Dispute over Jailed Spy Delayed Deal
Dejevsky, Mary, The Independent (London, England)
JONATHAN JAY Pollard, whose release snagged the three- cornered United States-Israeli-Palestinian talks at the last minute yesterday, has been in prison in the US for the past 12 years after admitting one count of spying for Israel while working as a US Navy analyst. Since then, the American authorities have refused all requests from his family and from successive Israeli governments for him to be released to Israel, for his sentence to be commuted or even for parole.
That Pollard's fate was raised at the Wye talks puts another gloss on the participation of the head of the Central Intelligence Agency, George Tenet. Until yesterday, his role was thought to be related only to possible CIA help with implementing and monitoring a security agreement.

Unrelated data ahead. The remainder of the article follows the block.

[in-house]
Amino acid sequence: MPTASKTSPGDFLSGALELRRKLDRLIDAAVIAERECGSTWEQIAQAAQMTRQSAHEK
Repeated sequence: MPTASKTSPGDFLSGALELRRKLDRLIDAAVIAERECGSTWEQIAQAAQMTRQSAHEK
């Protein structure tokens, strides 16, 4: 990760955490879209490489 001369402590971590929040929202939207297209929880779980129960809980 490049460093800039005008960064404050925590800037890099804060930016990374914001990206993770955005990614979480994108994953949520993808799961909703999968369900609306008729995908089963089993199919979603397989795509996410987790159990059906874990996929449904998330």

As became clear yesterday, the Pollard case is hugely controversial. His original sentence in 1985 provoked an outcry in Israel, where many claimed that he was a victim of anti-Semitism. In the US, the case was a major diplomatic embarrassment as it suggested that Israel was engaged in spying on its chief ally and patron. Perhaps for that reason, successive Israeli leaders insisted that Pollard worked not for Israel itself, but for an extreme pro-Israel group. …